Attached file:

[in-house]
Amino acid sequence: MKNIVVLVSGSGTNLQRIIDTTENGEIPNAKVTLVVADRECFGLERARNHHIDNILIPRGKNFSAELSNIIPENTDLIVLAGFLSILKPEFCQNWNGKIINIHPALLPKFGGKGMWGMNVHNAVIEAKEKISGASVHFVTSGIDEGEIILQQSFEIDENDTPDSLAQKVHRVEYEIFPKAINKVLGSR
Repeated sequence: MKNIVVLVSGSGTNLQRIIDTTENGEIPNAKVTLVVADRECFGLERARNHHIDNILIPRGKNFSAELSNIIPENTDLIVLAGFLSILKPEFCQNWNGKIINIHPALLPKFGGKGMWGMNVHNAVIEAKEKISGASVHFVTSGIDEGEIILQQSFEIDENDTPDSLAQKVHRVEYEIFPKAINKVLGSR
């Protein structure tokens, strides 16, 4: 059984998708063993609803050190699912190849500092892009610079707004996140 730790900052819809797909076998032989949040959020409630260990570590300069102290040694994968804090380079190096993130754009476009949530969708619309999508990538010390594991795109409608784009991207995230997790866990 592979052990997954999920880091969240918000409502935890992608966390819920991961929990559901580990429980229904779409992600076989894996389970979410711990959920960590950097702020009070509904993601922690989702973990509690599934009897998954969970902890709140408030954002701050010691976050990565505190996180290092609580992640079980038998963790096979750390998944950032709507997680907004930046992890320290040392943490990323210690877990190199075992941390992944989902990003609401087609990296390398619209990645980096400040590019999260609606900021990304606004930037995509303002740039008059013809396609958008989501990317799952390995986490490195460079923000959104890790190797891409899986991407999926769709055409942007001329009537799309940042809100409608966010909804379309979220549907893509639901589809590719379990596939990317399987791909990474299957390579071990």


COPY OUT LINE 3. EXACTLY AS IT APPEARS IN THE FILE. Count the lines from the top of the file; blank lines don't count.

Repeated sequence: MKNIVVLVSGSGTNLQRIIDTTENGEIPNAKVTLVVADRECFGLERARNHHIDNILIPRGKNFSAELSNIIPENTDLIVLAGFLSILKPEFCQNWNGKIINIHPALLPKFGGKGMWGMNVHNAVIEAKEKISGASVHFVTSGIDEGEIILQQSFEIDENDTPDSLAQKVHRVEYEIFPKAINKVLGSR